Target is working towards reopening affected stores and staff who have been impacted by store closures will be able to work at other locations and will be paid for their scheduled hours up to 14 days.

Target has also vowed to have conversations with community members and officials to learn how to support a community while it heals. 

“We are a community in pain. That pain is not unique to the Twin Cities — it extends across America. The murder of George Floyd has unleashed the pent-up pain of years, as have the killings of Ahmaud Arbery and Breonna Taylor,” said Cornell.

“We say their names and hold a too-long list of others in our hearts. As a Target team, we’ve huddled, we’ve consoled, we’ve witnessed horrific scenes similar to what’s playing out now and wept that not enough is changing. And as a team we’ve vowed to face pain with purpose."

6:03 a.m. ET, June 1, 2020

Leaders concerned coronavirus could spread during protests

From CNN's Hollie Silverman

US officials have expressed their concern that coronavirus could rapidly spread during protests over the death of George Floyd.

People across America have taken to the streets to vent their frustrations over the seeming lack of value for the lives of black people in the same week the nation crossed the 100,000 death count from coronavirus.

Sunday alone saw an increase of almost 20,000 cases, according to the CNN count compiled with data from Johns Hopkins University.

As of Monday morning at least 1,790,191 Americans have contracted the virus and 104,383 have died. But some expect a jump in cases following days of demonstrations.

With large groups of people protesting, Minnesota Governor Tim Walz said he expects a sharp increase in cases of Covid-19 in his state.

I am deeply concerned about a super-spreader type of incident," Walz said. "We're going to see a spike in Covid-19. It's inevitable." 

Officials in New York shared the governor's worry about a potential for rise in coronavirus among protesters.

"I would still wish that everyone would realize that when people gather it's inherently dangerous in the context of this pandemic, and I'm going to keep urging people not to use that approach and if they do they focus on social distancing and wearing face coverings," New York City Mayor Bill de Blasio said Saturday.

New York Governor Andrew Cuomo said that while people have the right to protest, even during a pandemic, they also have a duty to protect the health of themselves and others.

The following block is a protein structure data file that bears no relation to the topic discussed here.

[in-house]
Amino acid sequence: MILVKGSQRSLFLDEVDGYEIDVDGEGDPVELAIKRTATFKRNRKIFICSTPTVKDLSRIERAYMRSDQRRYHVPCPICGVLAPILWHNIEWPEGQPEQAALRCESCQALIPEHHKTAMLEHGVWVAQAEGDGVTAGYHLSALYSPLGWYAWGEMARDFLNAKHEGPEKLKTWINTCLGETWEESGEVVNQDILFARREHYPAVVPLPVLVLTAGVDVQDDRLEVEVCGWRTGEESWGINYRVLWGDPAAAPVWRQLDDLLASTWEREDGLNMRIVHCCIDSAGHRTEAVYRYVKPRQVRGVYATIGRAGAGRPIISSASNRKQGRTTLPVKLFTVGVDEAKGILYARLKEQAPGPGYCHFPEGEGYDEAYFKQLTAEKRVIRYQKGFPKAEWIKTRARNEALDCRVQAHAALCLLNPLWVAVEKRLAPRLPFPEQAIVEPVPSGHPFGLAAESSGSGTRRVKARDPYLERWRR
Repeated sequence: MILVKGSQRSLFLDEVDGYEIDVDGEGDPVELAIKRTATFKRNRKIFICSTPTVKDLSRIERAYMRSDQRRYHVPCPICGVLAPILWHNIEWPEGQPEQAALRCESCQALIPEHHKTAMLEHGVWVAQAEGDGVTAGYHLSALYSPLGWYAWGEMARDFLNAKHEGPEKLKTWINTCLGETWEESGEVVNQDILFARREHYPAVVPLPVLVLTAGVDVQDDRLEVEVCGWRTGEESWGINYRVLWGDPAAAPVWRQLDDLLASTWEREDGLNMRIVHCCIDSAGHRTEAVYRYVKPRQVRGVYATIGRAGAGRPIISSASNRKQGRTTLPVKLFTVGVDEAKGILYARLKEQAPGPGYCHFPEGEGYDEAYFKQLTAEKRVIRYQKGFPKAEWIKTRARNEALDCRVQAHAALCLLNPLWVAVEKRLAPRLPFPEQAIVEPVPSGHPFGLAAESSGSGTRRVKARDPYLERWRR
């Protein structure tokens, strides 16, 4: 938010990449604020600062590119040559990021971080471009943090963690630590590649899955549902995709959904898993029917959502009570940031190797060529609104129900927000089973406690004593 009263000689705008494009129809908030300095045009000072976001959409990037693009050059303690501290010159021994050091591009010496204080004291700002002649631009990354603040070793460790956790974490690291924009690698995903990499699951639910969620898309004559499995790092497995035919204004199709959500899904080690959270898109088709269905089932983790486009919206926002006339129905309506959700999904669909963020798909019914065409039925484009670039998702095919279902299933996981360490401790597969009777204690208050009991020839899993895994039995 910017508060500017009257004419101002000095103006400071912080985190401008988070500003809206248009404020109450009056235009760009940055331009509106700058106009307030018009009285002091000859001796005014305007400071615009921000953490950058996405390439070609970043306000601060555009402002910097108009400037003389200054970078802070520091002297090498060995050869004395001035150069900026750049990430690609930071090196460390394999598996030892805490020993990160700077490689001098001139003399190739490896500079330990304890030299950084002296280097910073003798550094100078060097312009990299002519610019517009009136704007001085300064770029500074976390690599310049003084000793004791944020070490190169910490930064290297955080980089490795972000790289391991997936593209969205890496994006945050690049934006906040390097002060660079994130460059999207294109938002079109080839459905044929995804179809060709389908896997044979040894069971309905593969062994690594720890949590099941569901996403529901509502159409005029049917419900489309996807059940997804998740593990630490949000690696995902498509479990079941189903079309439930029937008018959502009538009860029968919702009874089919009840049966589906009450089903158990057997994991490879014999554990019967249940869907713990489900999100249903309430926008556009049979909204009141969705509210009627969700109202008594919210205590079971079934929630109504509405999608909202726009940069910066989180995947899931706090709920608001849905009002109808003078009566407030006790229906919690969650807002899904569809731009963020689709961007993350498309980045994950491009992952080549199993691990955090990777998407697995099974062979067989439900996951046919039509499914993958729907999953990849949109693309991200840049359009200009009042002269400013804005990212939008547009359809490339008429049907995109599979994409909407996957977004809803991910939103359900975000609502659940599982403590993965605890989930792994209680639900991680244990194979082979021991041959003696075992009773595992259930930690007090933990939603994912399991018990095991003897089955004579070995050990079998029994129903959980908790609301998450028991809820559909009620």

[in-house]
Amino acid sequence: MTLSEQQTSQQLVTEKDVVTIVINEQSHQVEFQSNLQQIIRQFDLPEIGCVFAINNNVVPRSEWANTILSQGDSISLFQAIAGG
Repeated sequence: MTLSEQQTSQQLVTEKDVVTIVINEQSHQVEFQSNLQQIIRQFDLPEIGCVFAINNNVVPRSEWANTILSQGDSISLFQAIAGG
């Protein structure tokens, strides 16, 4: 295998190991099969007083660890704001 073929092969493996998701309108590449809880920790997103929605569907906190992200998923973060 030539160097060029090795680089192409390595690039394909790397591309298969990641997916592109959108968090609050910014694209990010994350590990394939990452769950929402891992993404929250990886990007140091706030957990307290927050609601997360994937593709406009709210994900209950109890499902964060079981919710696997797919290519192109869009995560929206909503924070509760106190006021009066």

"You have a right to demonstrate, you have a right to protest, god bless America," Cuomo said at a Saturday news conference. "You don't have a right to infect other people, you don't have a right to act in a way that's going to jeopardize public health."

He told people to "demonstrate with a mask on," and noted how the coronavirus has highlighted longstanding health disparities for the black community.

"The coronavirus crisis has created a depth of pain that still has not been accounted for. So many New Yorkers have lost someone but that is particularly true in communities of color and particularly true in the African American community," Cuomo said. "That loss is being felt so deeply because every knows it's not based on equality ... communities of color lost so much more."

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5:58 a.m. ET, June 1, 2020

China calls racial discrimination in the US a "social ill"

From CNN's Isaac Yee in Hong Kong 

Chinese Foreign Ministry spokesman Zhao Lijian is pictured at a media briefing in Beijing in April.
Chinese Foreign Ministry spokesman Zhao Lijian is pictured at a media briefing in Beijing in April. Greg Baker/AFP/Getty Images

China’s foreign affairs ministry has called on the US to prevent racial discrimination against minorities.

“We are following the latest developments around the death of Mr. Floyd, Black Lives Matter and their human rights should be protected,” said Zhao Lijian, a spokesperson for the Foreign Ministry on Monday.

He added that “the racial discrimination against minorities is a social ill in the United States, what happened again reflects there are serious problems that should be urgently addressed, that is the racial discrimination and violent law enforcement by police.”

Zhao said: “We hope the US government will take concrete measures to fulfil its obligations under the international convention on the elimination of all forms of racial discrimination to uphold the legal rights of ethnic minorities.” 

In response to a question about claims made by US officials stating there was interference from foreign countries including China in current protests Zhao said: “The remarks by [US National Security Adviser Robert] O’Brien and other US officials are just baseless, China does not interfere in other countries domestic affairs.”

Zhao added that he hoped “US politicians can mind their own business.”

Traditionally, Beijing has portrayed racism as a Western problem. But China has come under heavy criticism in recent weeks for its treatment of Africans in the country. 

Last month, many Africans were subject to forced coronavirus testing and arbitrary 14-day self-quarantine in the southern Chinese city of Guangzhou, regardless of their recent travel history, and scores were left homeless after being evicted by landlords and rejected by hotels under the guise of various virus containment measures.

The incident caused a rupture in China-Africa relations, with the foreign ministries of several African nations -- and even the African Union -- demanding answers from China.

Yet China's official response stopped short of admitting that the discrimination took place -- or apologizing for it.